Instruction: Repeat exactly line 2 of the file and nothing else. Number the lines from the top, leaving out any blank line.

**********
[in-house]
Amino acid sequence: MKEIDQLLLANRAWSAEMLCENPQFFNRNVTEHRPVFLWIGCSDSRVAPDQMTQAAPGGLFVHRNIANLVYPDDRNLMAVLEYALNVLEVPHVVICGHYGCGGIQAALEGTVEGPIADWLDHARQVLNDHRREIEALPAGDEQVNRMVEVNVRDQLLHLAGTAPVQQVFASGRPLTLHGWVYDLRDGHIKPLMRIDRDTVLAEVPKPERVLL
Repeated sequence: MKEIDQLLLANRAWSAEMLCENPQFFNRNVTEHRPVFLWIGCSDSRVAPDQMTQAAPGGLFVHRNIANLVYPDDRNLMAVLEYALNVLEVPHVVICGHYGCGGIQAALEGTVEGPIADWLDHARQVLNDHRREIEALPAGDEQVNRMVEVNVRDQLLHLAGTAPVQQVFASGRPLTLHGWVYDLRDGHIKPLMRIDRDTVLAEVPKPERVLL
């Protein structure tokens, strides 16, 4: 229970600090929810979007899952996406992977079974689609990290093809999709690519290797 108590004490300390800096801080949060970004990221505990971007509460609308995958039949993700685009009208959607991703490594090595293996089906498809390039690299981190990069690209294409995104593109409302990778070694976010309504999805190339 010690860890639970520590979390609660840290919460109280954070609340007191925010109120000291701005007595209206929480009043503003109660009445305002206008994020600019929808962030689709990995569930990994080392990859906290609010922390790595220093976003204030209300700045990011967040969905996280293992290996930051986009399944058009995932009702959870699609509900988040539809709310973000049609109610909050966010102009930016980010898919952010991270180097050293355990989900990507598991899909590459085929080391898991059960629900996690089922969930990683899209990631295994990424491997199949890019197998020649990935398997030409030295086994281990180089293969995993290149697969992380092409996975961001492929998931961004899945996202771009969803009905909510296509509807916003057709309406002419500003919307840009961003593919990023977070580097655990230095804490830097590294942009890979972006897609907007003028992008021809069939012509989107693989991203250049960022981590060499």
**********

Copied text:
Amino acid sequence: MKEIDQLLLANRAWSAEMLCENPQFFNRNVTEHRPVFLWIGCSDSRVAPDQMTQAAPGGLFVHRNIANLVYPDDRNLMAVLEYALNVLEVPHVVICGHYGCGGIQAALEGTVEGPIADWLDHARQVLNDHRREIEALPAGDEQVNRMVEVNVRDQLLHLAGTAPVQQVFASGRPLTLHGWVYDLRDGHIKPLMRIDRDTVLAEVPKPERVLL